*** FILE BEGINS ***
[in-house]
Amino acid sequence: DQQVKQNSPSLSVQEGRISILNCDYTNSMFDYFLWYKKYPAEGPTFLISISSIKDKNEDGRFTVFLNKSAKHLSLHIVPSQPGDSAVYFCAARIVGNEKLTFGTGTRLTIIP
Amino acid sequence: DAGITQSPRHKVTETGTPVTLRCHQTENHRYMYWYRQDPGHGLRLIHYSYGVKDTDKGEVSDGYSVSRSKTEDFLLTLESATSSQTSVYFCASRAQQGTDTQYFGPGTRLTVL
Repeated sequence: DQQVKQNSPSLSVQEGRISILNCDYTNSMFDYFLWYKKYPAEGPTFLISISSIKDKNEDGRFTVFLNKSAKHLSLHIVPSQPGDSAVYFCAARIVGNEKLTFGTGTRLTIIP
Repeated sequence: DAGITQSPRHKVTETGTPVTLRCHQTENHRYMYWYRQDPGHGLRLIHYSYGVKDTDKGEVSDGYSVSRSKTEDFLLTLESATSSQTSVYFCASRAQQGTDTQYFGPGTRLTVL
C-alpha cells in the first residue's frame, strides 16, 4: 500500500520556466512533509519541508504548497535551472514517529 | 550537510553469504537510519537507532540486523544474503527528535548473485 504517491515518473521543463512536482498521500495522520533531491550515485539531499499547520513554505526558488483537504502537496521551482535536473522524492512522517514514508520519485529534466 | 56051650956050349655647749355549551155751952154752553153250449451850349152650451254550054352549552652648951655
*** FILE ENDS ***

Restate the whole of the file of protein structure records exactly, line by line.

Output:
[in-house]
Amino acid sequence: DQQVKQNSPSLSVQEGRISILNCDYTNSMFDYFLWYKKYPAEGPTFLISISSIKDKNEDGRFTVFLNKSAKHLSLHIVPSQPGDSAVYFCAARIVGNEKLTFGTGTRLTIIP
Amino acid sequence: DAGITQSPRHKVTETGTPVTLRCHQTENHRYMYWYRQDPGHGLRLIHYSYGVKDTDKGEVSDGYSVSRSKTEDFLLTLESATSSQTSVYFCASRAQQGTDTQYFGPGTRLTVL
Repeated sequence: DQQVKQNSPSLSVQEGRISILNCDYTNSMFDYFLWYKKYPAEGPTFLISISSIKDKNEDGRFTVFLNKSAKHLSLHIVPSQPGDSAVYFCAARIVGNEKLTFGTGTRLTIIP
Repeated sequence: DAGITQSPRHKVTETGTPVTLRCHQTENHRYMYWYRQDPGHGLRLIHYSYGVKDTDKGEVSDGYSVSRSKTEDFLLTLESATSSQTSVYFCASRAQQGTDTQYFGPGTRLTVL
C-alpha cells in the first residue's frame, strides 16, 4: 500500500520556466512533509519541508504548497535551472514517529 | 550537510553469504537510519537507532540486523544474503527528535548473485 504517491515518473521543463512536482498521500495522520533531491550515485539531499499547520513554505526558488483537504502537496521551482535536473522524492512522517514514508520519485529534466 | 56051650956050349655647749355549551155751952154752553153250449451850349152650451254550054352549552652648951655